Consequently, American troops suffered much more of a loss than they would have if they had prevented the capture of these pieces. The British casualties were still greater. Britain had lost 214 of their man against the 168 American losses, however, Britain’s attack would have been much more unsuccessful had the Americans been able to keep their brigadiers. Far from all battles were American victories. The battle of Washington D.C. for instance: was a tragedy.

There were many factors that behooved Britain. One of the most outstanding disappointments is the deprival of the 5,000 militiamen that Pennsylvania was to have rounded up, but didn’t due to the law concerning the matter of militia in the state. Records show that no one “got around to it.” What a shame for the historical items lost due to the plundering of the capital. Winder, the nephew of Maryland’s governor, was in charge of defending the capital from the red coats. Winder’s military history was not one of glory nor glamour: he had been captured wandering in the dark in the Battle of Stoney Creek.

He slept very little the last five days before the battle. He had been busy raising a militia to defend Washington D.C. It was impossible for him to know the objective of the nearing red coats: he knew not which entrance upon the capitol they would enter from. That is if they were to attack the capital. Annapolis and Fort Warburton were other possible locations that could be attacked. It was ordered that he was to have 15,000 men, yet when the red coats were only eight miles away he was armed with 3,000.

These men were not even trained because they were not drafted to fight until it was “imminent.” The sharpshooter armed with mostly muskets rather than rifles, the cowardly militia, and the cannons were not an adequate defense for the capitol.

The red coats entered over the bridge, the Baltimore 5th was in place firing upon the British that was heading for the river’s edge. Nearly all British officers were hit, but the battle was far from over for Britain: they pursued the battle. The four men that were to man the two cannons at the white house abandoned their post as did most of the militia. Dolly Madison had her wagon of belongings ready on a minutes’ notice, but when the notice was given she did not leave without Gilbert Stuart’s full-length portrait of George Washington.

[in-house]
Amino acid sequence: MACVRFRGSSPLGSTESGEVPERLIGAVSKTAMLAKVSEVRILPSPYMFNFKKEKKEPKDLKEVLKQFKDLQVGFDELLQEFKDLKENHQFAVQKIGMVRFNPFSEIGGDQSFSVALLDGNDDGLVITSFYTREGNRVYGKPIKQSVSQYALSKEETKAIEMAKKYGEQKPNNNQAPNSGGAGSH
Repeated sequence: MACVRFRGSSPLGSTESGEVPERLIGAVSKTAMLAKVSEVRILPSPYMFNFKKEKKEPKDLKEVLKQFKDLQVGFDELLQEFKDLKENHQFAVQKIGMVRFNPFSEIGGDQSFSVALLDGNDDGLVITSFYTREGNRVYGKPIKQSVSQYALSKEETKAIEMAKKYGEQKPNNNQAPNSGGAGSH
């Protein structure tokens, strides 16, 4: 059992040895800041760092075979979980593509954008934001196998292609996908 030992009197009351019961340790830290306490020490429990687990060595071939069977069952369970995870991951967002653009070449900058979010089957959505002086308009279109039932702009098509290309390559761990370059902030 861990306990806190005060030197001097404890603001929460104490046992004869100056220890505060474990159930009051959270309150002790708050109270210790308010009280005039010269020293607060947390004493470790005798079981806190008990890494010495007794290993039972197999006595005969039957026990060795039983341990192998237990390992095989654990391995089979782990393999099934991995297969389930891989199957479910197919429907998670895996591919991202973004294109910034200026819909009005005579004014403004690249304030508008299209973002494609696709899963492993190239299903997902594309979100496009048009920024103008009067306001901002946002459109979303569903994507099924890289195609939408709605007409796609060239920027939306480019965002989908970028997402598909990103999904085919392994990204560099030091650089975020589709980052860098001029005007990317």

The British broke rockets open and used the powder to set buildings ablaze. The President’s Mansion, Capitol, Treasury, public buildings, and private houses were all doused in flames. Nothing was sacred to the angry British; it was somewhat revenge for the burning of Newark and York. Once over and analyzed it is quite apparent how little was gained by either of the opposing forces of the war. The British suffer tremendous casualties. The U.S. gained nothing in terms of land. This war was indeed pointless: it is amazing how one leader’s feelings can kill thousands.

President Madison got involved in this war because he felt that the country’s pride had been stepped on. The opportunity to challenge Britain came up, and Madison jumped into it readily. The War of 1812 was definitely a war this nation could have gone without taking part in. It was ridiculous to lose so many valuable American lives for such worthless reasons – pride. Pride should be swallowed on certain occasions: this was definitely a time in which our leaders of America could easily have swallowed their pride at much less of a cost.  

American merchants and greed can be held at fault for this costly American war. Had merchants not pushed so hard this war may have been avoided, but they fact is it did. The War of 1812 did, however, strengthen America’s ability to be self-reliant. This is valuable, but not worth the thousands of lives that were spent obtaining this minor war-time convenience.

author avatar
William Anderson (Schoolworkhelper Editorial Team)
William completed his Bachelor of Science and Master of Arts in 2013. He current serves as a lecturer, tutor and freelance writer. In his spare time, he enjoys reading, walking his dog and parasailing. Article last reviewed: 2022 | St. Rosemary Institution © 2010-2024 | Creative Commons 4.0